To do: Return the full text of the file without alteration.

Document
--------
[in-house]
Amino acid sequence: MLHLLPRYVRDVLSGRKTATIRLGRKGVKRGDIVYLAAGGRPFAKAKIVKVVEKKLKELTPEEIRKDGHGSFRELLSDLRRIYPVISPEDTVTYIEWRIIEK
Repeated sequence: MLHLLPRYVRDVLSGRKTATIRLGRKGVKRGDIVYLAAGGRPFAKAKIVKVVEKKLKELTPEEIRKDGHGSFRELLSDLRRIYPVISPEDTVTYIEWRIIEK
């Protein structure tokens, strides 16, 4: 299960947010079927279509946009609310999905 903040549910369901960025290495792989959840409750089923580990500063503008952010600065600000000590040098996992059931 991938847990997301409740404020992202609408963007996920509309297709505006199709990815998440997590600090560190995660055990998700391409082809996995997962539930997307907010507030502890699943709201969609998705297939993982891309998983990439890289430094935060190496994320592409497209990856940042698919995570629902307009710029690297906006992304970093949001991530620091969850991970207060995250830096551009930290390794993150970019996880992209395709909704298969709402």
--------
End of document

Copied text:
[in-house]
Amino acid sequence: MLHLLPRYVRDVLSGRKTATIRLGRKGVKRGDIVYLAAGGRPFAKAKIVKVVEKKLKELTPEEIRKDGHGSFRELLSDLRRIYPVISPEDTVTYIEWRIIEK
Repeated sequence: MLHLLPRYVRDVLSGRKTATIRLGRKGVKRGDIVYLAAGGRPFAKAKIVKVVEKKLKELTPEEIRKDGHGSFRELLSDLRRIYPVISPEDTVTYIEWRIIEK
């Protein structure tokens, strides 16, 4: 299960947010079927279509946009609310999905 903040549910369901960025290495792989959840409750089923580990500063503008952010600065600000000590040098996992059931 991938847990997301409740404020992202609408963007996920509309297709505006199709990815998440997590600090560190995660055990998700391409082809996995997962539930997307907010507030502890699943709201969609998705297939993982891309998983990439890289430094935060190496994320592409497209990856940042698919995570629902307009710029690297906006992304970093949001991530620091969850991970207060995250830096551009930290390794993150970019996880992209395709909704298969709402």